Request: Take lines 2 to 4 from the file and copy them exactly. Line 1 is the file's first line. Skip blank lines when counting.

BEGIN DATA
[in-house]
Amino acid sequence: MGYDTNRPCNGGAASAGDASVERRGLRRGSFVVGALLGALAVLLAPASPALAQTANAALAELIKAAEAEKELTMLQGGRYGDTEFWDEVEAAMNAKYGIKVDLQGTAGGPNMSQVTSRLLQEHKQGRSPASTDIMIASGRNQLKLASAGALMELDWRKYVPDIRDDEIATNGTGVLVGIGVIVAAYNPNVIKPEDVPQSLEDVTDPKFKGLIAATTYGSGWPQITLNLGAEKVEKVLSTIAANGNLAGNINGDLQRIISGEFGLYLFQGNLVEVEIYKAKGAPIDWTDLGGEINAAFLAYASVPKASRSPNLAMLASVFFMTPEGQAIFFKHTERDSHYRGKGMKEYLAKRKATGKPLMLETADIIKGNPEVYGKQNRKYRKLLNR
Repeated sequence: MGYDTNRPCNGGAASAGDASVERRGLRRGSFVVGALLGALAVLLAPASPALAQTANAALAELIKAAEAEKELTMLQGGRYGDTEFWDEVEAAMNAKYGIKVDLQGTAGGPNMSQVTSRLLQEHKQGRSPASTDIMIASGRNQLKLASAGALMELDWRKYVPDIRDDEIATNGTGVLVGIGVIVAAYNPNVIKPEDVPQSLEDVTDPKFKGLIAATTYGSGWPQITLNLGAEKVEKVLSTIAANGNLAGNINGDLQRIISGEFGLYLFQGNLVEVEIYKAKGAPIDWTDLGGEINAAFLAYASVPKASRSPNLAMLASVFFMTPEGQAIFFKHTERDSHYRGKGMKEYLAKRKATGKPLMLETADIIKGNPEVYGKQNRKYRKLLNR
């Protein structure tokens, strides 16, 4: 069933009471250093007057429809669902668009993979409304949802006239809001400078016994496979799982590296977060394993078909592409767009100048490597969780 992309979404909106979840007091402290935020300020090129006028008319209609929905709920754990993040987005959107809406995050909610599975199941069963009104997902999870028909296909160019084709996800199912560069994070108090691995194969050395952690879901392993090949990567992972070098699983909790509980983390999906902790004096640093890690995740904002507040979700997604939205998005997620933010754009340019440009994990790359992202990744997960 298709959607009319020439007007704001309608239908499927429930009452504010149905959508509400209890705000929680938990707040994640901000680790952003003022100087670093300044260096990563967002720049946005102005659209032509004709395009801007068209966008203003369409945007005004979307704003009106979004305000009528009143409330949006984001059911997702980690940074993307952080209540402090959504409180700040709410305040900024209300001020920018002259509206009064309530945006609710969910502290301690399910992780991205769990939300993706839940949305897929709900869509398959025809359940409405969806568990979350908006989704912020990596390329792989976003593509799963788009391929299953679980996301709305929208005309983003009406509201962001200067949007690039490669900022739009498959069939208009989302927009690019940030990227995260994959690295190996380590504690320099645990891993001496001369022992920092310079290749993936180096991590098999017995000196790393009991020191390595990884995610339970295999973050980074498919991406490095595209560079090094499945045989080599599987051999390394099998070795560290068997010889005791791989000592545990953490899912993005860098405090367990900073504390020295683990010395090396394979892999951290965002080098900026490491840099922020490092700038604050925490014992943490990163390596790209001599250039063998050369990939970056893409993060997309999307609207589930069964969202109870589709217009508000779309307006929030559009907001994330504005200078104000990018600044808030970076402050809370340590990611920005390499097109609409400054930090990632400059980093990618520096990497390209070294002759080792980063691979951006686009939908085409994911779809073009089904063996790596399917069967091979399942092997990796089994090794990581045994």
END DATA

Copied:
Amino acid sequence: MGYDTNRPCNGGAASAGDASVERRGLRRGSFVVGALLGALAVLLAPASPALAQTANAALAELIKAAEAEKELTMLQGGRYGDTEFWDEVEAAMNAKYGIKVDLQGTAGGPNMSQVTSRLLQEHKQGRSPASTDIMIASGRNQLKLASAGALMELDWRKYVPDIRDDEIATNGTGVLVGIGVIVAAYNPNVIKPEDVPQSLEDVTDPKFKGLIAATTYGSGWPQITLNLGAEKVEKVLSTIAANGNLAGNINGDLQRIISGEFGLYLFQGNLVEVEIYKAKGAPIDWTDLGGEINAAFLAYASVPKASRSPNLAMLASVFFMTPEGQAIFFKHTERDSHYRGKGMKEYLAKRKATGKPLMLETADIIKGNPEVYGKQNRKYRKLLNR
Repeated sequence: MGYDTNRPCNGGAASAGDASVERRGLRRGSFVVGALLGALAVLLAPASPALAQTANAALAELIKAAEAEKELTMLQGGRYGDTEFWDEVEAAMNAKYGIKVDLQGTAGGPNMSQVTSRLLQEHKQGRSPASTDIMIASGRNQLKLASAGALMELDWRKYVPDIRDDEIATNGTGVLVGIGVIVAAYNPNVIKPEDVPQSLEDVTDPKFKGLIAATTYGSGWPQITLNLGAEKVEKVLSTIAANGNLAGNINGDLQRIISGEFGLYLFQGNLVEVEIYKAKGAPIDWTDLGGEINAAFLAYASVPKASRSPNLAMLASVFFMTPEGQAIFFKHTERDSHYRGKGMKEYLAKRKATGKPLMLETADIIKGNPEVYGKQNRKYRKLLNR
């Protein structure tokens, strides 16, 4: 069933009471250093007057429809669902668009993979409304949802006239809001400078016994496979799982590296977060394993078909592409767009100048490597969780 992309979404909106979840007091402290935020300020090129006028008319209609929905709920754990993040987005959107809406995050909610599975199941069963009104997902999870028909296909160019084709996800199912560069994070108090691995194969050395952690879901392993090949990567992972070098699983909790509980983390999906902790004096640093890690995740904002507040979700997604939205998005997620933010754009340019440009994990790359992202990744997960 298709959607009319020439007007704001309608239908499927429930009452504010149905959508509400209890705000929680938990707040994640901000680790952003003022100087670093300044260096990563967002720049946005102005659209032509004709395009801007068209966008203003369409945007005004979307704003009106979004305000009528009143409330949006984001059911997702980690940074993307952080209540402090959504409180700040709410305040900024209300001020920018002259509206009064309530945006609710969910502290301690399910992780991205769990939300993706839940949305897929709900869509398959025809359940409405969806568990979350908006989704912020990596390329792989976003593509799963788009391929299953679980996301709305929208005309983003009406509201962001200067949007690039490669900022739009498959069939208009989302927009690019940030990227995260994959690295190996380590504690320099645990891993001496001369022992920092310079290749993936180096991590098999017995000196790393009991020191390595990884995610339970295999973050980074498919991406490095595209560079090094499945045989080599599987051999390394099998070795560290068997010889005791791989000592545990953490899912993005860098405090367990900073504390020295683990010395090396394979892999951290965002080098900026490491840099922020490092700038604050925490014992943490990163390596790209001599250039063998050369990939970056893409993060997309999307609207589930069964969202109870589709217009508000779309307006929030559009907001994330504005200078104000990018600044808030970076402050809370340590990611920005390499097109609409400054930090990632400059980093990618520096990497390209070294002759080792980063691979951006686009939908085409994911779809073009089904063996790596399917069967091979399942092997990796089994090794990581045994």